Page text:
Updated: Dec 4, 2020
Whilst listening to an informative Kings fund, webcast on the future of health and social care, and collecting my usual NHS phrases for the No1 bestseller, I was struck by the introduction of elephants in the serious and erudite discussion on health policy.
'It's the elephant in the room and quite a scary elephant!', and later, 'Back to the elephant!' Was I the only one thinking 'Whoa, what's going on here?!'
Well you can guess that the elephant represented something beginning with 'B', and a hot potato at the moment in British politics.
But I wonder why we have chosen elephants, rather than any other animal, to talk about most in the NHS, to represent this thing which supposedly we are aware of but can't see, and don't want to talk about even though it is present in most of our gripping meetings. We are certainly not talking about pink elephants which apparently people see when drunk or a white elephant which doesn't cost much anymore but did once upon a time.
Whilst undertaking desktop research into the elephants, Ive come across useful advice, such as 'Verify its real' and 'acknowledge its presence'. I'm not sure whether this means reach out to touch it and say hello, give it a chair, offer it some bananas from the leftover lunch.... Elephants are said in Buddhist culture to bring good luck and wisdom, so we certainly need a herd of elephants, or a team building trip organised PDQ and apparently take one back and station it by the main door to make us feel powerful!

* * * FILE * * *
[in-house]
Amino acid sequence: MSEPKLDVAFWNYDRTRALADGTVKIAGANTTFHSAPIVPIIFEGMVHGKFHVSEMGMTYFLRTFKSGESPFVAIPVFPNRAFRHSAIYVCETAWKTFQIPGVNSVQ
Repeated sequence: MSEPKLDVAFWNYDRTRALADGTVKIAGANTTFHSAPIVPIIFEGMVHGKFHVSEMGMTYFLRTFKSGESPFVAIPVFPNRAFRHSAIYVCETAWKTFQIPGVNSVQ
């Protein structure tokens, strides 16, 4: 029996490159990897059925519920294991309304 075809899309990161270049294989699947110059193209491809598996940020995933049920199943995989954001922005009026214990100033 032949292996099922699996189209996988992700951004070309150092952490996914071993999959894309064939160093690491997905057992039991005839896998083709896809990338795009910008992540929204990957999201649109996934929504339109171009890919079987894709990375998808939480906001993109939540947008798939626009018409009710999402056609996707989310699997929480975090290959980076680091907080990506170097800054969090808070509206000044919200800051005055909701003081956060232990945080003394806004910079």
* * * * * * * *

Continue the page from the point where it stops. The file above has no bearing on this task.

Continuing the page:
Elephants are mesmerising creatures, sadly mistreated and pursued. My daughter, on her working trip to Thailand visited an elephant rescue centre, was so taken with the elephants that they became her friends, almost ran her over and splashed her playfully. At our family trip to Belfast zoo many years ago, I was amazed how healthy the elephants were, eating bucketfuls of fruit and fresh veg. Let's think out of the box...we should use them in healthy eating campaigns, put their pictures on hospital menus....
Or maybe we should just start imagining what the 'elephant' in our room is really like, welcome them to the table, give them space on the agenda, make sure we have enough resources to satisfy him/her and as Randy Paush, the late American professor of computer science said, 'When there is an elephant in the room introduce him!'
For those of you who are wondering, I have checked the very long term plan for the NHS and there are no references to elephants and only two about Brexit. I'm not sure what I'm more surprised about.